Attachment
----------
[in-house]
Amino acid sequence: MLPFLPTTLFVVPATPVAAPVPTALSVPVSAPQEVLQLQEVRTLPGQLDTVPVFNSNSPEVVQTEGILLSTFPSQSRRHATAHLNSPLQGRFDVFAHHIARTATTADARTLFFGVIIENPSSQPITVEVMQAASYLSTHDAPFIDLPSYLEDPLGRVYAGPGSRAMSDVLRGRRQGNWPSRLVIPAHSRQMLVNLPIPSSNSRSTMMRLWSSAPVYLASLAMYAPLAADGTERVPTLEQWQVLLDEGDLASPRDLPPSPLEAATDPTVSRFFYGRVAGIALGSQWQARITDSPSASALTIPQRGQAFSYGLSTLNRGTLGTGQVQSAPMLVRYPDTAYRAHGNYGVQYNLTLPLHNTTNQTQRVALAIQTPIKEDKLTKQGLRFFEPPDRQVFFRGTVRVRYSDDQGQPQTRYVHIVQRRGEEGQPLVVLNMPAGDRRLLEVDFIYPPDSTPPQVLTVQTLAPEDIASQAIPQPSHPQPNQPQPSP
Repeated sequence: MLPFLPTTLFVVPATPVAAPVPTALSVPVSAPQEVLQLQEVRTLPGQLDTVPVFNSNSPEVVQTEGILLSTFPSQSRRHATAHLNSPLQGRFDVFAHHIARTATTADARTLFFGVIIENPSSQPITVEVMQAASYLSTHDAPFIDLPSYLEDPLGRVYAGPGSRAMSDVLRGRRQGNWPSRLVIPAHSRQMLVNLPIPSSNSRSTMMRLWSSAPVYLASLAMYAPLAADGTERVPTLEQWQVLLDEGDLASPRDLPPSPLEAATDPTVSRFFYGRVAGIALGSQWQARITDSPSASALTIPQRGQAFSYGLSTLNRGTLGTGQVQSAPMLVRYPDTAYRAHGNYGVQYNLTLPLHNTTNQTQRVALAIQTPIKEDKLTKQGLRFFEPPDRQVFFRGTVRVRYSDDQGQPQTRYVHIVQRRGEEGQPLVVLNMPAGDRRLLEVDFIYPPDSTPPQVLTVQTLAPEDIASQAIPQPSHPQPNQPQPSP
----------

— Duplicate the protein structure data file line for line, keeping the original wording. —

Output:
[in-house]
Amino acid sequence: MLPFLPTTLFVVPATPVAAPVPTALSVPVSAPQEVLQLQEVRTLPGQLDTVPVFNSNSPEVVQTEGILLSTFPSQSRRHATAHLNSPLQGRFDVFAHHIARTATTADARTLFFGVIIENPSSQPITVEVMQAASYLSTHDAPFIDLPSYLEDPLGRVYAGPGSRAMSDVLRGRRQGNWPSRLVIPAHSRQMLVNLPIPSSNSRSTMMRLWSSAPVYLASLAMYAPLAADGTERVPTLEQWQVLLDEGDLASPRDLPPSPLEAATDPTVSRFFYGRVAGIALGSQWQARITDSPSASALTIPQRGQAFSYGLSTLNRGTLGTGQVQSAPMLVRYPDTAYRAHGNYGVQYNLTLPLHNTTNQTQRVALAIQTPIKEDKLTKQGLRFFEPPDRQVFFRGTVRVRYSDDQGQPQTRYVHIVQRRGEEGQPLVVLNMPAGDRRLLEVDFIYPPDSTPPQVLTVQTLAPEDIASQAIPQPSHPQPNQPQPSP
Repeated sequence: MLPFLPTTLFVVPATPVAAPVPTALSVPVSAPQEVLQLQEVRTLPGQLDTVPVFNSNSPEVVQTEGILLSTFPSQSRRHATAHLNSPLQGRFDVFAHHIARTATTADARTLFFGVIIENPSSQPITVEVMQAASYLSTHDAPFIDLPSYLEDPLGRVYAGPGSRAMSDVLRGRRQGNWPSRLVIPAHSRQMLVNLPIPSSNSRSTMMRLWSSAPVYLASLAMYAPLAADGTERVPTLEQWQVLLDEGDLASPRDLPPSPLEAATDPTVSRFFYGRVAGIALGSQWQARITDSPSASALTIPQRGQAFSYGLSTLNRGTLGTGQVQSAPMLVRYPDTAYRAHGNYGVQYNLTLPLHNTTNQTQRVALAIQTPIKEDKLTKQGLRFFEPPDRQVFFRGTVRVRYSDDQGQPQTRYVHIVQRRGEEGQPLVVLNMPAGDRRLLEVDFIYPPDSTPPQVLTVQTLAPEDIASQAIPQPSHPQPNQPQPSP